Unlawful Arrests of Minorities

It is true that discrimination of ethnic or racial origin violates the principle of equality and is morally wrong. The focus of equality requires that all people are equal and thus should be treated equally regardless of anything. If racial discrimination does not exist, it certainly has a historical foundation for its existence.

African Americans have suffered discrimination based on ethnicity, initially through the system of slavery and then through a pattern of informal and formal segregation that has historically endorsed overt racial discrimination. Essential to keep in mind that from the time of the inception of slavery in the early 17th century, slaves were considered the property of their masters on a perception that they were naturally unequal and inferior people (Elias and Paradies, 2021).

Slavery was rooted in the Southern parts of the United States and ultimately played a massive role in the North and South division. Following the Civil War came years of segregation, the Ku Klux Klan, the Civil Rights movement, the assassination of Martin Luther King, and many other solid historical events that revolutionized history and can never be forgotten. Even President Abraham Lincoln was also assassinated because he was a southern sympathizer for the south of cause of slavery.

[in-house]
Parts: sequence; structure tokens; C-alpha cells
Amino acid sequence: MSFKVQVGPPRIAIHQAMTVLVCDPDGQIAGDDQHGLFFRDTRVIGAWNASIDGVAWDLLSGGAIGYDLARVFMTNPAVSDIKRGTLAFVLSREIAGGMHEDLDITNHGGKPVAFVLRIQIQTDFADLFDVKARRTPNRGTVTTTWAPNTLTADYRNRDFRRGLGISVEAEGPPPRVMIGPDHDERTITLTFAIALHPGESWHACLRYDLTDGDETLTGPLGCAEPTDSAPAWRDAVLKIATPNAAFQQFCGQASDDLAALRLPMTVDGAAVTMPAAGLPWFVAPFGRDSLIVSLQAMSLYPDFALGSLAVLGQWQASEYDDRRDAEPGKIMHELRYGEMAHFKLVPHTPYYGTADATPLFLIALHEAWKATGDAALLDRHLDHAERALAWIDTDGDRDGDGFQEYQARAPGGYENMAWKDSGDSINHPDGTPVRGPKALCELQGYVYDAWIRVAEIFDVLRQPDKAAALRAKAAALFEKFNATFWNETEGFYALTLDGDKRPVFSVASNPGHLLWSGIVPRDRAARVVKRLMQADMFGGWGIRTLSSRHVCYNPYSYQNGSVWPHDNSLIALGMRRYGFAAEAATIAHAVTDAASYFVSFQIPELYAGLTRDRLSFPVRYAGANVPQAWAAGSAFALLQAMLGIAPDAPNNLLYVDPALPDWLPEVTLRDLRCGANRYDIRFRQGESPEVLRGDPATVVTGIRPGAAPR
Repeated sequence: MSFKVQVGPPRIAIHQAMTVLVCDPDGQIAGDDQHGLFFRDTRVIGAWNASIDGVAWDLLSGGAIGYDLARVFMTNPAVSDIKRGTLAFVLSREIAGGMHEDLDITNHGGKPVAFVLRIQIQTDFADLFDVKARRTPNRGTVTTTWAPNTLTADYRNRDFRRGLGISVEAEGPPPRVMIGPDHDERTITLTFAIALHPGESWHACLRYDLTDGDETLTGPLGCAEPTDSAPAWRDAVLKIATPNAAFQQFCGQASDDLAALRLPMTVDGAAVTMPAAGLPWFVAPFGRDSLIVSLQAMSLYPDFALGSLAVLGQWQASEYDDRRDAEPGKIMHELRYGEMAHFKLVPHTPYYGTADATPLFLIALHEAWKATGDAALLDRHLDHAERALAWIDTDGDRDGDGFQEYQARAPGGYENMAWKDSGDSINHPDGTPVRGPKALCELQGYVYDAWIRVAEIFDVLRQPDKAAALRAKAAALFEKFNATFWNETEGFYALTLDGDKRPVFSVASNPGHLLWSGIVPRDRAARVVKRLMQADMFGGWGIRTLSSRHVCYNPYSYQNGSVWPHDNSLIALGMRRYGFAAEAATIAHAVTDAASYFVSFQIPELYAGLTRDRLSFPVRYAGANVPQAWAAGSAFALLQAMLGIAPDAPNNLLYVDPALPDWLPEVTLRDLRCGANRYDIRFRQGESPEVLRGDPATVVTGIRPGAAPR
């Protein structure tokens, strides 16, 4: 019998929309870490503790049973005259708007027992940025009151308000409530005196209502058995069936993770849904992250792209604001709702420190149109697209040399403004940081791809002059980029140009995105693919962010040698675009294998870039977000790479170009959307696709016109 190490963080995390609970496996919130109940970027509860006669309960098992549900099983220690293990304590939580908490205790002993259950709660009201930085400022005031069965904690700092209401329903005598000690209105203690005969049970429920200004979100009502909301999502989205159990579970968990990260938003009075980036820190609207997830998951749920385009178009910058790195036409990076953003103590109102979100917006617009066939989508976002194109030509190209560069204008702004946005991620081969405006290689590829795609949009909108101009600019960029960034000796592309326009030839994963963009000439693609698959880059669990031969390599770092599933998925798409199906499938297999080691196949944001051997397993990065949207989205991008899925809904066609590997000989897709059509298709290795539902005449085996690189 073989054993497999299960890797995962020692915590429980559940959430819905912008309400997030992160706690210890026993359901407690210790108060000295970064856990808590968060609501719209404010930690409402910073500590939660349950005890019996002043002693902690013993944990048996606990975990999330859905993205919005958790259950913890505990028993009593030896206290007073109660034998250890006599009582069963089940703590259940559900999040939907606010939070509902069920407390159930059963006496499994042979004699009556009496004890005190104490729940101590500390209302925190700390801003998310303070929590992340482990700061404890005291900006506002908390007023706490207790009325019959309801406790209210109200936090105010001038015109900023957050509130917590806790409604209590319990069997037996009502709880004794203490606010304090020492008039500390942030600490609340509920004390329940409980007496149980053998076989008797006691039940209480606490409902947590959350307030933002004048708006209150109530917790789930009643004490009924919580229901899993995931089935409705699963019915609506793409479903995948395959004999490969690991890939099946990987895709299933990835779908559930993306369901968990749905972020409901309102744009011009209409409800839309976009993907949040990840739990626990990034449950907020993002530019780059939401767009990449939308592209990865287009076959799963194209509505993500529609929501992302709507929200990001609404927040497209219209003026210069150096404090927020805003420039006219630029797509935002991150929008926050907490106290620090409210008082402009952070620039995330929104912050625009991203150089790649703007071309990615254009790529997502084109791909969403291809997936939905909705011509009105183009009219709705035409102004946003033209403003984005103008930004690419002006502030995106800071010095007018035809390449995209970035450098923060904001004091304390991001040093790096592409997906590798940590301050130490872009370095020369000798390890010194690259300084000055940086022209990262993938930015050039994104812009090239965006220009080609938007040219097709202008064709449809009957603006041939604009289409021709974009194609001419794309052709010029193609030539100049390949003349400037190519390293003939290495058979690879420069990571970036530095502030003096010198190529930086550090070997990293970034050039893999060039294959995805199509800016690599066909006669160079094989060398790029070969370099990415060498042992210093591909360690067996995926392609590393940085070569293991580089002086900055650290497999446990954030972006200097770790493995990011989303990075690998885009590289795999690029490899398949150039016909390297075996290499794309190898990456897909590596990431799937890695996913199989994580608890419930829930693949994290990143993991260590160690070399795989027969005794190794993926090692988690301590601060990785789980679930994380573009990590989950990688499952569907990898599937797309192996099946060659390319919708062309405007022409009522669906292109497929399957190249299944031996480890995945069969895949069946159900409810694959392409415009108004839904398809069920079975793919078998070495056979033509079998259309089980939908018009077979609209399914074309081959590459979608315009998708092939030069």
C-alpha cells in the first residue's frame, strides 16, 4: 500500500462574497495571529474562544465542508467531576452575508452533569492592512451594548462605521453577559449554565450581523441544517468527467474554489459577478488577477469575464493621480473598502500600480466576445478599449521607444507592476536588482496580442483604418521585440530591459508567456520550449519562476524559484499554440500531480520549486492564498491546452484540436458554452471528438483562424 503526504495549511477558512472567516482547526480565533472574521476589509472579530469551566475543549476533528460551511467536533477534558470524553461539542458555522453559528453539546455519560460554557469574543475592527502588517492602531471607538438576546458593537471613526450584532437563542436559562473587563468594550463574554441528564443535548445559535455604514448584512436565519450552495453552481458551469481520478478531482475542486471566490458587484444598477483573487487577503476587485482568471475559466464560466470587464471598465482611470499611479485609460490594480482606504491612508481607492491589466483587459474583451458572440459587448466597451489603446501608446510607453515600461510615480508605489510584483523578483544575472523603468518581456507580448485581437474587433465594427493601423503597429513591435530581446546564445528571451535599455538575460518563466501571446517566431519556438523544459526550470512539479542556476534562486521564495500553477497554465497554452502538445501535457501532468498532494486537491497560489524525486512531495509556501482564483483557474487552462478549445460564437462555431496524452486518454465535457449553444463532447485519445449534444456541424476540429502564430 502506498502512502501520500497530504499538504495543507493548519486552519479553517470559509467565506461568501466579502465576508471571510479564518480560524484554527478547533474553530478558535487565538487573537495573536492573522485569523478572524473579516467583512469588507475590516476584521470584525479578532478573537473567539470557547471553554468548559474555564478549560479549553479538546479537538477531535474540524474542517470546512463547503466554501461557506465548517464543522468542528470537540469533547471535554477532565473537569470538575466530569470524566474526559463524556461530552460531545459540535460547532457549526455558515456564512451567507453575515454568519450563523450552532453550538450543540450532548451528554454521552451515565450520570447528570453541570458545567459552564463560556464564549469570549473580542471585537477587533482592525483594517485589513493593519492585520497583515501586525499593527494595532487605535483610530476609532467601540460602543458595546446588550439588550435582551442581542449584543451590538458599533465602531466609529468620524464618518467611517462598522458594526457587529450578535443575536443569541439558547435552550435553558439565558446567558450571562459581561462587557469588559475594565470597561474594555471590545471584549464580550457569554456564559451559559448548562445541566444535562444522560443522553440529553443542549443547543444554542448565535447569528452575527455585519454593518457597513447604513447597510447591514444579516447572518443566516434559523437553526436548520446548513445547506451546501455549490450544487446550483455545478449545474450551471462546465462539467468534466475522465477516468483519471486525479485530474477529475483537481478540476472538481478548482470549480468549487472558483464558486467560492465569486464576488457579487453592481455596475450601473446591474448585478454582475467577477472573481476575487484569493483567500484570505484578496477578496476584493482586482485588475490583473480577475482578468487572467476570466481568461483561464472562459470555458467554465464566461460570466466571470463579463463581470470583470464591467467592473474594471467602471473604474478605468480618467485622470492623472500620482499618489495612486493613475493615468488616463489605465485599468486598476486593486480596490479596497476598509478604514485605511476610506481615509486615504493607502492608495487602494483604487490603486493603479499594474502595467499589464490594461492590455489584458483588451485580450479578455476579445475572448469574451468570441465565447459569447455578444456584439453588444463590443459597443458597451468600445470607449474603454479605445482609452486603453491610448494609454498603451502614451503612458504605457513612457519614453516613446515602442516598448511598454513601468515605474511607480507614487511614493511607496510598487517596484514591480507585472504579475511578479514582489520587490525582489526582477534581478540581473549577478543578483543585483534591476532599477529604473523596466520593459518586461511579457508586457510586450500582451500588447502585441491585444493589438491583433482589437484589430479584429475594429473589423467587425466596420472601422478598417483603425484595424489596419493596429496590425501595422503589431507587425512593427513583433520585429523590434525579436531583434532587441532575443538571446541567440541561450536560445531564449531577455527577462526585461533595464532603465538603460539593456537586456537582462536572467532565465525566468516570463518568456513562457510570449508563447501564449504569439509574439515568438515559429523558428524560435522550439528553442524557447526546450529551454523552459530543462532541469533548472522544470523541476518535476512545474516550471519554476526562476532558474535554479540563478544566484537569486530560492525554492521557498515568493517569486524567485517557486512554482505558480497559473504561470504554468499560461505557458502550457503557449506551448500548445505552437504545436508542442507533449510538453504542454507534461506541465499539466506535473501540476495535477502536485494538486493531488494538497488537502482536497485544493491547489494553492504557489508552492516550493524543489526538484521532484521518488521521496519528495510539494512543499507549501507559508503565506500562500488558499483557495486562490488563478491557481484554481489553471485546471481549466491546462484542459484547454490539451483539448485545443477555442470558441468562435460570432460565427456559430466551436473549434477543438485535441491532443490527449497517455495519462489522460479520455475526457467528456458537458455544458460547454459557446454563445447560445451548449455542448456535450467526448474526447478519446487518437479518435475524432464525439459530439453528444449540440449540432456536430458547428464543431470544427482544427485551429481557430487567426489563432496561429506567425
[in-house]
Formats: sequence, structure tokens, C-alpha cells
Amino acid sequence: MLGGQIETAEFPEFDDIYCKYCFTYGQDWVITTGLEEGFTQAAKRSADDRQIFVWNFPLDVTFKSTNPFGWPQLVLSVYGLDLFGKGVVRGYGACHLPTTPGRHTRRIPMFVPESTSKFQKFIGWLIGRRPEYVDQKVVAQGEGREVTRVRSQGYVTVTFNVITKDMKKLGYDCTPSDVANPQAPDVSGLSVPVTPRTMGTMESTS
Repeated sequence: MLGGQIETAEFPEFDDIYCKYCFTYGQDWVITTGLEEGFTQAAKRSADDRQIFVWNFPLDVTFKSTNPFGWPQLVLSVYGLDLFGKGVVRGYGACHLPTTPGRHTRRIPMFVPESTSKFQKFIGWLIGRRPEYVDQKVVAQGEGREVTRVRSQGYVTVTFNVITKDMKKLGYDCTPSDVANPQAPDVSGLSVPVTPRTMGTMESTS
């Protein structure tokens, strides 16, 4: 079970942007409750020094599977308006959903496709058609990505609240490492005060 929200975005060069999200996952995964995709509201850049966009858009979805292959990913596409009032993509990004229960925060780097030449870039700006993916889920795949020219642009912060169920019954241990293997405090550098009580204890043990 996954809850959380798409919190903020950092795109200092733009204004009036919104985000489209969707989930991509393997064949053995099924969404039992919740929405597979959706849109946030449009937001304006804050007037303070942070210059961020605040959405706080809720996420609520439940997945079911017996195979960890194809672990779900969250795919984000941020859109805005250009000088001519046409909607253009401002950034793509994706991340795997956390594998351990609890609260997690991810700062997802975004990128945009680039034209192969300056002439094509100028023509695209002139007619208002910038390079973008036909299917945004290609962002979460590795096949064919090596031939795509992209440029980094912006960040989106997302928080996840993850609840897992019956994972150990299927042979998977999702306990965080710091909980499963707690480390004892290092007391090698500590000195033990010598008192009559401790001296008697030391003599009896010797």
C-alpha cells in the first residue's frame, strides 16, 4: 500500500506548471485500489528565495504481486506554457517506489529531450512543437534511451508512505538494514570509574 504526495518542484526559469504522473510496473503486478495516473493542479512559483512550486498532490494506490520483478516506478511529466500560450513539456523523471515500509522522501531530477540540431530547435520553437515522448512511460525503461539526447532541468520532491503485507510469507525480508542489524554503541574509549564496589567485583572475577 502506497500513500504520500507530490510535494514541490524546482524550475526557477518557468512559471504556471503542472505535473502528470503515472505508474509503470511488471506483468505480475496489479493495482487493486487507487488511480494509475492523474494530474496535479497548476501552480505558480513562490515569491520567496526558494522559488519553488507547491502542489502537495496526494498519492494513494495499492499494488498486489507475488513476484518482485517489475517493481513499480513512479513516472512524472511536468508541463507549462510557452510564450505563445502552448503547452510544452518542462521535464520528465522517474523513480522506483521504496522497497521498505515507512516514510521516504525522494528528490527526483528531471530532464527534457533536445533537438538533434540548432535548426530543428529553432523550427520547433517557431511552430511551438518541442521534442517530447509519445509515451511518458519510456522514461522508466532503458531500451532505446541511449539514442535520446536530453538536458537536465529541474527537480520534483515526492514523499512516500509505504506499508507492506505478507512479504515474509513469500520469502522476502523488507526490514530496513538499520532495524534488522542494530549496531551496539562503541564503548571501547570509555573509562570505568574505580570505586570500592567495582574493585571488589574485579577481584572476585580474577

Undoubtedly, racial disparity is a major issue in the criminal justice system that was dramatically high and still exists. There has been strong evidence of racial discrimination extending through the justice system from racial profiling, jury selection, politics, drug laws, traffic stops, teaching, and capital punishment. Besides all the discrimination, many would argue that the most horrific is the death penalty. There is a long history of racial discrimination in using the death penalty in the United States. Even many have been convicted and sentenced to death despite questions raised about their possible innocence. And this was the reason why the death penalty based on race was said to be unconstitutional in 1972 (Tabak, 2005).

In the 20th century, the possibility of police brutality and racism was brought to the forefront. Law enforcement is seen using intense force against people, especially people of color. It was all due to the racial bias and racist perceptions toward minorities. The majority of the population agreed that this racial bias could lead to excessive force.

Moreover, plenty of research shows minorities are far more likely to get a prison sentence than whites when charged with a misdemeanor. With the police arresting far more minorities than whites, it would stand to reason that more minorities would receive prison time. The interesting point is that racial discrimination is strongly evident throughout the justice system, and overwhelming evidence of the death penalty in the United States continues to be corrupted by race and racial bias.


Elias, A., & Paradies, Y. (2021). The Costs of Institutional Racism and its Ethical Implications for Healthcare. Journal of bioethical inquiry18(1), 45–58. https://doi.org/10.1007/s11673-020-10073-0  

Tabak, R. J. (2005). Racial discrimination in implementing the death penalty. American Bar Association.

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